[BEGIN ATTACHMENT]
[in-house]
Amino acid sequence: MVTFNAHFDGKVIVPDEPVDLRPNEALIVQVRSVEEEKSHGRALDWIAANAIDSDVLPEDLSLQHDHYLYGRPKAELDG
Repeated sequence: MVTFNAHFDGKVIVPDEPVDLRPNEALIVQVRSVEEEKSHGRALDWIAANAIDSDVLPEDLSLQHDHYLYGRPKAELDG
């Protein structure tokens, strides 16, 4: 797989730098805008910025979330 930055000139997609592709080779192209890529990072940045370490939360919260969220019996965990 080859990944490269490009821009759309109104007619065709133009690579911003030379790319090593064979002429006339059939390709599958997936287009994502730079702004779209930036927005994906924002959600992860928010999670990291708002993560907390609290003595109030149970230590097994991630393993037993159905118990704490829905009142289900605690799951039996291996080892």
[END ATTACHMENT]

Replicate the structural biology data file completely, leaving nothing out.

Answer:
[in-house]
Amino acid sequence: MVTFNAHFDGKVIVPDEPVDLRPNEALIVQVRSVEEEKSHGRALDWIAANAIDSDVLPEDLSLQHDHYLYGRPKAELDG
Repeated sequence: MVTFNAHFDGKVIVPDEPVDLRPNEALIVQVRSVEEEKSHGRALDWIAANAIDSDVLPEDLSLQHDHYLYGRPKAELDG
């Protein structure tokens, strides 16, 4: 797989730098805008910025979330 930055000139997609592709080779192209890529990072940045370490939360919260969220019996965990 080859990944490269490009821009759309109104007619065709133009690579911003030379790319090593064979002429006339059939390709599958997936287009994502730079702004779209930036927005994906924002959600992860928010999670990291708002993560907390609290003595109030149970230590097994991630393993037993159905118990704490829905009142289900605690799951039996291996080892």